14 January 2014
The Art of the Sail
As many involved in the superyacht brokerage and charter industry appreciate, yachting is not a one dimensional aspect of one’s life; it often spills over into various parts of day-today living. Your world on board does not stop upon stepping back on dry land, but becomes part of who you are. Nowhere is this more apparent than through Niklas Amundson’s artwork. From his various maritime-inspired oil paintings done on sail canvas collected from old sailing ships, to the collaborations with the Volvo Ocean Race, it is hard to imagine a better relationship between the art world and the yacht industry.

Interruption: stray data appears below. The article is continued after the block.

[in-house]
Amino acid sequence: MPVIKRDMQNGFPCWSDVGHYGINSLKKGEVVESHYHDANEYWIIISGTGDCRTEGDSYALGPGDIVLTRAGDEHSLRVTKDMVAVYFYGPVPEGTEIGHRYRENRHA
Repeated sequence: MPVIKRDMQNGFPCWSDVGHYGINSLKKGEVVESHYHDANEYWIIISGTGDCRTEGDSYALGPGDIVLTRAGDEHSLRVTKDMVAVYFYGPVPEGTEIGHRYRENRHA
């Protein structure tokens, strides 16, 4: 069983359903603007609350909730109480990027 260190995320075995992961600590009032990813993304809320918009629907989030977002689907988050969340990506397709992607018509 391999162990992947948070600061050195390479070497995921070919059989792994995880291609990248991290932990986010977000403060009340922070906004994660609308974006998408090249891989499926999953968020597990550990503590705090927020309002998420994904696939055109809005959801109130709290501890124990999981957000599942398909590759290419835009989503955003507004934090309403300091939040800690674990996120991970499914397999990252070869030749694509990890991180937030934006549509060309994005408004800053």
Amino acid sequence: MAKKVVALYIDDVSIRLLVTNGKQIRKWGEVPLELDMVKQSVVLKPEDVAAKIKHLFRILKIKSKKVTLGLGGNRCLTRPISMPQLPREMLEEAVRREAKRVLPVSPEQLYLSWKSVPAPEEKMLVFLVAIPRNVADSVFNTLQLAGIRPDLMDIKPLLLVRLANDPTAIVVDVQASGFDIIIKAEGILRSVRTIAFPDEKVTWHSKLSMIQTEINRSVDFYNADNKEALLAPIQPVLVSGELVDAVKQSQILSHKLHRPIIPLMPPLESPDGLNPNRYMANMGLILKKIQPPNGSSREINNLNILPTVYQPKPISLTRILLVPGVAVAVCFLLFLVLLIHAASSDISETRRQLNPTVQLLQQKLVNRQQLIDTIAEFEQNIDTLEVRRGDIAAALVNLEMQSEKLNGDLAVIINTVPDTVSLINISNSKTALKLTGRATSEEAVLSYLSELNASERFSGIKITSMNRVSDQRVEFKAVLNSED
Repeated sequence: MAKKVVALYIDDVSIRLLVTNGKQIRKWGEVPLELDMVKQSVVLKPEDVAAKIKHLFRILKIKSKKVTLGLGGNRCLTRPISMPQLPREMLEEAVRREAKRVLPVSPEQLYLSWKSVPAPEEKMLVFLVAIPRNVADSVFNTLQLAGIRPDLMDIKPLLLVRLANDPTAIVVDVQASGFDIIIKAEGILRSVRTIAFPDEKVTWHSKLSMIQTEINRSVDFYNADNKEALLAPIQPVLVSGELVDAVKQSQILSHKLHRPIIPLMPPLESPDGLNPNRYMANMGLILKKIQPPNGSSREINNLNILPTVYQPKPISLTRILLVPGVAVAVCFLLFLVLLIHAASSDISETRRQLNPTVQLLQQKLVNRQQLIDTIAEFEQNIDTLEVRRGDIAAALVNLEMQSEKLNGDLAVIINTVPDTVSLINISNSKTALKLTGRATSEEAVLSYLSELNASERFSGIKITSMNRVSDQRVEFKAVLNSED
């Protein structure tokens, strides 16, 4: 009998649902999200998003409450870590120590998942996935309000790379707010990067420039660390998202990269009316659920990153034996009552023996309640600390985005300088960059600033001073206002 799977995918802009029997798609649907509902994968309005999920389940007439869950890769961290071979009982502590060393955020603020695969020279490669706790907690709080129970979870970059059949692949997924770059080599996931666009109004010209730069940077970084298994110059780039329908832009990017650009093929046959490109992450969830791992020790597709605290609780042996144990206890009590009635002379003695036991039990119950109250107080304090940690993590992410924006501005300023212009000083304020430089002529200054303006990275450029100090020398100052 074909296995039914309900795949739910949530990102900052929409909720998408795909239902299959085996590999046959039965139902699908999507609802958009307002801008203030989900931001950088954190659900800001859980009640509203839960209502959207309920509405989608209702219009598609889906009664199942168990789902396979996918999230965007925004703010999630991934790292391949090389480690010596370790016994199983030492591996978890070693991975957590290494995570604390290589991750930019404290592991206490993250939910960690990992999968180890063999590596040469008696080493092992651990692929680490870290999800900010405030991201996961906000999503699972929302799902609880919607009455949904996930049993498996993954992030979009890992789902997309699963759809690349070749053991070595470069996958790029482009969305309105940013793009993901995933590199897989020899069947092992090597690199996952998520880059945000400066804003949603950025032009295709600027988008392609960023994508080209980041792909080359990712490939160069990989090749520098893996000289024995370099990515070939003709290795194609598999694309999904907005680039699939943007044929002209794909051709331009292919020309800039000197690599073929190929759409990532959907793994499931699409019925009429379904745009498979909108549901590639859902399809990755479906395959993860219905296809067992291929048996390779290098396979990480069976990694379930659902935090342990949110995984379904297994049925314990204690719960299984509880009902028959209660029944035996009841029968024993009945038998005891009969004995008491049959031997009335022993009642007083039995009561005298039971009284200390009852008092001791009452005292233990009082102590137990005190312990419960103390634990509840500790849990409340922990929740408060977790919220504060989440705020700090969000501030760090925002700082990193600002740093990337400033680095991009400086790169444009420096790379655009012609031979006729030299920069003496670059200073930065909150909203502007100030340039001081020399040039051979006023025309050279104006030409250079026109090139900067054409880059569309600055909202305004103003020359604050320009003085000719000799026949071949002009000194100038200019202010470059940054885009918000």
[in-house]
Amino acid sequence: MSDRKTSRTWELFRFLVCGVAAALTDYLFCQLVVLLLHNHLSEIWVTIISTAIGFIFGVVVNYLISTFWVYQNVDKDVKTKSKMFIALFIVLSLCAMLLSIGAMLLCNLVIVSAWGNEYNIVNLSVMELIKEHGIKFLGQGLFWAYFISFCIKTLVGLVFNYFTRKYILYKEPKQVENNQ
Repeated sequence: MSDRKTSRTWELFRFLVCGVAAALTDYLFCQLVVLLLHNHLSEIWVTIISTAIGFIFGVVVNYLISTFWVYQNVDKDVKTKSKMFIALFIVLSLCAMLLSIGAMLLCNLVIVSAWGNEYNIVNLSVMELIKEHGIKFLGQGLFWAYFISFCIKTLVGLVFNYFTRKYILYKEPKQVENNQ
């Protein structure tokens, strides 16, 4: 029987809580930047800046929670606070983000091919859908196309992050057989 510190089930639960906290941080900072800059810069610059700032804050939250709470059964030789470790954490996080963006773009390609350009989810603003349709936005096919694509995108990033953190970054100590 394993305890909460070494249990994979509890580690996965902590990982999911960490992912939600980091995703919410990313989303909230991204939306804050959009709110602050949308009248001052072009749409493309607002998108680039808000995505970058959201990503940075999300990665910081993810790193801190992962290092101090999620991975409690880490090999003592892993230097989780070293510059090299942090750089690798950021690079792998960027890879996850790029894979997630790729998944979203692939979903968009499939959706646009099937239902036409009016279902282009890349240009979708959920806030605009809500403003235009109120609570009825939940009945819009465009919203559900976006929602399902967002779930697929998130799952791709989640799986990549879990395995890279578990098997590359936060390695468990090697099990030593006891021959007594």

Amundson was born in 1967 on the Swedish east coast close to Stockholm and soon moved west to the beautiful island of Marstrand. He began painting at an early age and was soon immersed in life on the water. Whether it was on the 38.4-metre sailing yacht Gloria or through the Swedish Coast Guard, you could be sure to find the artist close to the water. Although a painter at heart, Amundson broke into the world of maritime art upon furnishing his first apartment. A lover of the sea, he wanted to decorate his new living space with images of the sea and the yachting world. However, coming up short of options, he took the brush in his own hands and created the pieces he was looking for. “The world of marine art is not very big, so you become closely involved with people who like this type of art.” he explains. In the case of the Polar Expedition Commission, [done for the 100th anniversary] I was asked by a good friend of Prince Albert of Monaco to complete the work as a present from the team.” Similarly, it was through his work on the Volvo-sponsored Ship Götheborg that led to his work with the Volvo Ocean Race. It is not simply a case of referrals that aids the expansion of Amundson’s work. You need only to look at the quality paintings he produces to appreciate its beauty. Inspired by his worldwide travelling at sea, one of Amundson’s truly unique collections at the moment is his Gallery of Flags, in which he intricately paints national flags on to old sails and then handwrites the national anthem in the background. Such creations are a beautiful way to extend your experience aboard your own superyacht, to your home or office. Although Amundson has expanded his collection to include portraits, he enjoys alternating between the two. Completion of each piece can take an average of two to three months for the smaller paintings and four to five months for the larger pieces, therefore he will often have two that he is working on at a time. This allows time for the oil paint to dry so that he can add up to 10 layers of paint on to each piece. Of course, for superyacht owners the marine art will be of interest. However, Amundson is open to new and exciting projects. Should you wish to commission him, he is happy to be a part of those projects closest to you. The future is certainly bright for Amundson, who admits: “One of the proud moments in my art career came last autumn when I was commissioned by the Yacht Club de Monaco to create a large portrait of HSH Princess Charlene. I painted the portrait during the long winter season on the island of Marstrand using oil on old linen sails from a cutter in the 1940s, which sunk in the English Channel.” Although an accomplished painter for more than 20 years, Amundson was nervous when he presented the portrait to HSH Princess Charlene. “It was a moment of relief when I saw her pleasant reaction to the painting,” he reveals. When asked if he has any favourites, the answer was simple. “I love them all.” Of course, following his passions of travel, the water and art it is easy to see where he draws his inspiration. Visit the website www.niklasamundson .com Article written by Rebecca Taylor, first published in the Fraser Yachting Magazine